Intermission is published by Severn House and is out now.

NINE LIVES . . . Between the covers

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This thriller is relatively brief, but it buzzes like an angry hornet. It begins in rural Ireland in 1979, when a terrified girl escapes from being held by an unknown assailant. She finds refuge in a farmhouse, and the farmer’s wife arranges for a neighbour to drive her to the nearest Garda Síochána station. Neither the girl nor the neighbour is ever seen alive again. Some months later, the girl’s remains are found. There is little left of Hazel Devereaux, but just enough to reveal, on examination, that her throat had been cut.

Screen Shot 2021-07-19 at 18.16.06The action skips thirty years, and Jim Mulcahy who was the rookie detective covering the girl’s disappearance is now Superintendent, and heading for retirement. When recreational scuba divers find the rusting remains of a car at the bottom of a local lough with a skeleton on the back seat – which turns out to be the headless remains of Frank Rudden – the case is reopened. It was Rudden who drove off in his VW Beetle that fateful night three decades earlier, with Hazel Devereaux as his passenger. We are now, of course, in the age of smartphones and internet search engines, and it doesn’t take the Irish coppers long to link this cold case to several similar murders in that Irish home-from-home, Boston Massachusetts. Detective Ray Logue is sent to liaise with the Boston PD, in particular Officers Sam Harper and Olivia Callaghan.

The rough-and-ready Irish policeman manages to ruffle the feathers of his more sophisticated American counterparts, but they soon make three interesting discoveries. One is that the dates of the Boston murders have an uncanny connection – they are all numerically linked with the number nine. You can Google it, and see that there is a long tradition of mysticism connected to the number, but Ray is initially unimpressed by what he feels is “hocus pocus.” The second discovery is that Donal Keane, an Irish academic was in the area at the time of Hazel Devereaux’s murder and then immediately decamped to Boston, where he has been ever since. The third – and most sinister – connective element is that each of the victims has been sent a brief note containing a quotation from a poem by Edgar Allan Poe.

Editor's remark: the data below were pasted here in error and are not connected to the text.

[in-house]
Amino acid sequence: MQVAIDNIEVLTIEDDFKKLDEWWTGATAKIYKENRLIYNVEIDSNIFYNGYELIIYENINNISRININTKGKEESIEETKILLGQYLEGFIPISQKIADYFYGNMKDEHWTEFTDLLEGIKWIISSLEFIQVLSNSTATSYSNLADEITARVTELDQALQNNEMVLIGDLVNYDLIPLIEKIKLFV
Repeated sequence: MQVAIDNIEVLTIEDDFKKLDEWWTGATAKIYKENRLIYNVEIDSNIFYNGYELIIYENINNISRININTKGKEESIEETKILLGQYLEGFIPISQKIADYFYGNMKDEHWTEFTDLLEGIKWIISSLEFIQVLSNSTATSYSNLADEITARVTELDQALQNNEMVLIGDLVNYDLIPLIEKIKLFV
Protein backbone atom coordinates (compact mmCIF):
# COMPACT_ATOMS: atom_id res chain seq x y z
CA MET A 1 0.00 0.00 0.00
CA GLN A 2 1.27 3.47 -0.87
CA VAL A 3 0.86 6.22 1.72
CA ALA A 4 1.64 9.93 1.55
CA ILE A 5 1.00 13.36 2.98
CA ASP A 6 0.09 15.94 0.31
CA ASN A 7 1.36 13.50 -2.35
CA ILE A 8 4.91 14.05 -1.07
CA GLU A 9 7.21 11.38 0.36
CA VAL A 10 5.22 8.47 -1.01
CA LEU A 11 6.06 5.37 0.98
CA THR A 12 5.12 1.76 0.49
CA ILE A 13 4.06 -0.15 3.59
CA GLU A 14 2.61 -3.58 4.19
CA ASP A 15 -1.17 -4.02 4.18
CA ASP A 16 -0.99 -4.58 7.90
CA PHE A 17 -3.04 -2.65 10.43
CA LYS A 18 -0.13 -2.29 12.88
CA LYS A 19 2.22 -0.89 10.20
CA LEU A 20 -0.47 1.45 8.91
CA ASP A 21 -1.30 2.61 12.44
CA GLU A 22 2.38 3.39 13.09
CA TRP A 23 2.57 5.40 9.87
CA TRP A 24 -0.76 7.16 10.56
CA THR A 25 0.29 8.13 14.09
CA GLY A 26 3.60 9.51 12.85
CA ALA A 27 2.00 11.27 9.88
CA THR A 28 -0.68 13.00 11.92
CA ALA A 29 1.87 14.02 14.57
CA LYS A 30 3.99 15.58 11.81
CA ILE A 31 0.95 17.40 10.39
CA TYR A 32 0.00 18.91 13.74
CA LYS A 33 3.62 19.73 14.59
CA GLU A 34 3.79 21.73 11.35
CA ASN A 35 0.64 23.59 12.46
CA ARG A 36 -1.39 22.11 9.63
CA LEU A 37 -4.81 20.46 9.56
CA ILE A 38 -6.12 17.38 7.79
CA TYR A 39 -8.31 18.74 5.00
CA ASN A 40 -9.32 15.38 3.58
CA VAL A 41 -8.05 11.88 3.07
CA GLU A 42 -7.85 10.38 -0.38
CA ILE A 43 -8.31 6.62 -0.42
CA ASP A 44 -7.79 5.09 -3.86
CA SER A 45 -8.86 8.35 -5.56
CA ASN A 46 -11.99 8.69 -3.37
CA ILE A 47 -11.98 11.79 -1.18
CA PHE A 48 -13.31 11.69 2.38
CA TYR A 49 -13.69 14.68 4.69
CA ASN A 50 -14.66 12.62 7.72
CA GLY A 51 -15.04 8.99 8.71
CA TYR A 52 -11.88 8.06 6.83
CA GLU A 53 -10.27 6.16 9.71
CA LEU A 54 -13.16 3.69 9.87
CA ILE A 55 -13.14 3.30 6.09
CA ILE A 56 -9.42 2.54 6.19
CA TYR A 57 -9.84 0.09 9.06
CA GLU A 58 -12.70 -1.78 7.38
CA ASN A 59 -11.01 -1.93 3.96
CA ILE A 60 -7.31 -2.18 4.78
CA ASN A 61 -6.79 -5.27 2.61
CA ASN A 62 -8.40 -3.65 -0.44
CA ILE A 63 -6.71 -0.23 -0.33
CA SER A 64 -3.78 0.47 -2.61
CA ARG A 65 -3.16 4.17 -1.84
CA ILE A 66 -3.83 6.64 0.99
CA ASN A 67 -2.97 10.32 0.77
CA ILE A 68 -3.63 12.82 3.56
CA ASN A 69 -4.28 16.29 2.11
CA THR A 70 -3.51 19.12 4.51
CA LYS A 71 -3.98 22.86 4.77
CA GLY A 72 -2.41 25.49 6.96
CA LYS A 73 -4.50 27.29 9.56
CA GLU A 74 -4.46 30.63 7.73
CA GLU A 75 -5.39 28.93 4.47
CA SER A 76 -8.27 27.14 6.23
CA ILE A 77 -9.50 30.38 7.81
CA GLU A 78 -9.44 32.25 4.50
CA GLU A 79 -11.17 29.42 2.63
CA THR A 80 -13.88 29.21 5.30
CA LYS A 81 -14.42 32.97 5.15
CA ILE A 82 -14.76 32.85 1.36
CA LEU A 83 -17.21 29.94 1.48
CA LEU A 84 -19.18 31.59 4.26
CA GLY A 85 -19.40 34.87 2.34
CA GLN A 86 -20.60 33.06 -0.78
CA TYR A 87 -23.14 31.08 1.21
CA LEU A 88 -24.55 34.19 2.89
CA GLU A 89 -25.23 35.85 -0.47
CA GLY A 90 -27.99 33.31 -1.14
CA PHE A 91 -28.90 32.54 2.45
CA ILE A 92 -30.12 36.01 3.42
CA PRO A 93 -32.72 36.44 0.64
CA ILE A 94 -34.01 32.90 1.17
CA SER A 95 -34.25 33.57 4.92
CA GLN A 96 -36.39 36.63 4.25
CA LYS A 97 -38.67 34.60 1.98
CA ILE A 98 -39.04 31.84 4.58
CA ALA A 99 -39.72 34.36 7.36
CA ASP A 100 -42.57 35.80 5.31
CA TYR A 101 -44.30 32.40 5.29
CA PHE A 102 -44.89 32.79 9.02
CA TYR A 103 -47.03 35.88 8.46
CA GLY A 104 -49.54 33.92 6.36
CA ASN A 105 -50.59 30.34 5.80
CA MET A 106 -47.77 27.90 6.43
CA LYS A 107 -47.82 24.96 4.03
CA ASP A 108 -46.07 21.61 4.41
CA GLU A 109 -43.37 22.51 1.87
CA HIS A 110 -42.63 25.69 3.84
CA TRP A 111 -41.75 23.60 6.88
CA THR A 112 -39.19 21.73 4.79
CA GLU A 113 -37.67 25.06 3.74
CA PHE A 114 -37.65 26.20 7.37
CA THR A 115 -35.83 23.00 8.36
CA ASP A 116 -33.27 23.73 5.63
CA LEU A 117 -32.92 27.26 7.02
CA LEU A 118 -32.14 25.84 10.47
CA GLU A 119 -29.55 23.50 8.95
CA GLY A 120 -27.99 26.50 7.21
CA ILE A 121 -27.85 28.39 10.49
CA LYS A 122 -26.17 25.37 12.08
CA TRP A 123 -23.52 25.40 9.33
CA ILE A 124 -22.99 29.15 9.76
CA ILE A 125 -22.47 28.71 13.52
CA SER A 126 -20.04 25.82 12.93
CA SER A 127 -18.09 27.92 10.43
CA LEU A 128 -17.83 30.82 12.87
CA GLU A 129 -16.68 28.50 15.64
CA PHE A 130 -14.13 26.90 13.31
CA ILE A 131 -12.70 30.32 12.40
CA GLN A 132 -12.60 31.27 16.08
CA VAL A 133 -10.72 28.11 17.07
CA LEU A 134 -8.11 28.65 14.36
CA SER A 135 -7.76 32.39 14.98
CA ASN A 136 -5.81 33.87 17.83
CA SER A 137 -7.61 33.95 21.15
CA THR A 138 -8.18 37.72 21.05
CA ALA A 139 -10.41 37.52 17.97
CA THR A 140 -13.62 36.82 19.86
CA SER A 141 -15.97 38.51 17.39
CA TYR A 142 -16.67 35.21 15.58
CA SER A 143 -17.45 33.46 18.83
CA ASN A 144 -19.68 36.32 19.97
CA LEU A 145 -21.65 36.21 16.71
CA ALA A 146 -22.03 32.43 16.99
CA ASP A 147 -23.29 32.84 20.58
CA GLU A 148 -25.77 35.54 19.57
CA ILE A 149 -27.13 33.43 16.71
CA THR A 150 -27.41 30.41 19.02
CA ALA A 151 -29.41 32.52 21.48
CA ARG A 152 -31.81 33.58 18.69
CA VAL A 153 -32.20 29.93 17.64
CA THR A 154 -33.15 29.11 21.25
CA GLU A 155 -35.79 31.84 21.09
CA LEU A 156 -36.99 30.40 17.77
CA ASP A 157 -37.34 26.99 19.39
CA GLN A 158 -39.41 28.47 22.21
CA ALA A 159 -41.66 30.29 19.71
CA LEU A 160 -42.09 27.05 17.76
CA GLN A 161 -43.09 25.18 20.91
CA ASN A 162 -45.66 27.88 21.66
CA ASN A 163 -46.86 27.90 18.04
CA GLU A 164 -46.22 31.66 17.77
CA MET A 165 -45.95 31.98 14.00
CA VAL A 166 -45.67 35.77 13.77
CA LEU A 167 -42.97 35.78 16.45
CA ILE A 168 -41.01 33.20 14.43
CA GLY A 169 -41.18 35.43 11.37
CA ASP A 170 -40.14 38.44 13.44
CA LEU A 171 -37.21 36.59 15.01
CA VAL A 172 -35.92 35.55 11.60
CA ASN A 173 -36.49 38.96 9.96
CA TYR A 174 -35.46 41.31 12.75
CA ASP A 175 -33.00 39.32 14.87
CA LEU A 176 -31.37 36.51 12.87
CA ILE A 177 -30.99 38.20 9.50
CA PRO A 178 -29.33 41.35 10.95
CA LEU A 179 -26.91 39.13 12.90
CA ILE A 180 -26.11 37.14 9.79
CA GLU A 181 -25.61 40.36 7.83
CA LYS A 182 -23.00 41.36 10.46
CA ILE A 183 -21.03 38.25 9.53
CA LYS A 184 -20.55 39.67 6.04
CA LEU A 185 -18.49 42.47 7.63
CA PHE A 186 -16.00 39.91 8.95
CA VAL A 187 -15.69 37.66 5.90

Screen Shot 2021-07-19 at 18.16.23As Logue, Callaghan and Harper close in on who they think is the killer, Kevin McManus bowls us a couple of googlies – or perhaps I should say, since we are in Boston, throws down some curve balls – and all is not what it seems to be.

Kevin McManus (right) primarily writes Crime Fiction novels but also delves into writing poetry and short stories. He lives in County Leitrim in Western Ireland with his wife Mary and their dog Jack. He works by day as a secondary school teacher. In addition to the Ray Logue books Kevin has written a series based around a New York Detective called John Morrigan. His debut novel, published in 2016, was The Whole of the Moon. Nine Lives is a highly original and cleverly conceived thriller which gives a new twist to the serial killer genre. It is published by Spellbound Books and is available now.

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ON MY SHELF . . . July 2021

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I have a healthy To Be Read stack as July swelters its way towards August, as well as some interesting-looking blog tour stops to fulfil.

THE NAMELESS ONES by John Connolly

A new Charlie Parker novel is always one of the significant way-points in my reading year. Centre stage in this latest adventure for the Portland private eye is his loyal – but violent – friend, Louis. Instead of the customary Maine woods or the craggy North Atlantic shoreline, the actions shifts to Amsterdam, where an old friend of Louis’ has been murdered after tangling with Serbian war criminals. Fans of this excellent series will know what to expect – violence, a sense of deep unease that echoes Hamlet’s famous advice to Horatio, and a genuine present day battle between good and evil. The Nameless Ones is published by Hodder and Stoughton, and is available now.

INVITE ME IN BY Emma Curtis

The trope of the seemingly happily married woman with lovely children and and a handsome, supportive husband – but who is hiding a terrible secret – has become very popular in domestic thrillers, but Emma Curtis, in this account of what happens when Eliza Curran takes on a new tenant, gives it fresh legs. Published by Transworld Digital, Invite Me In is out now as a Kindle, and the paperback version will follow in September.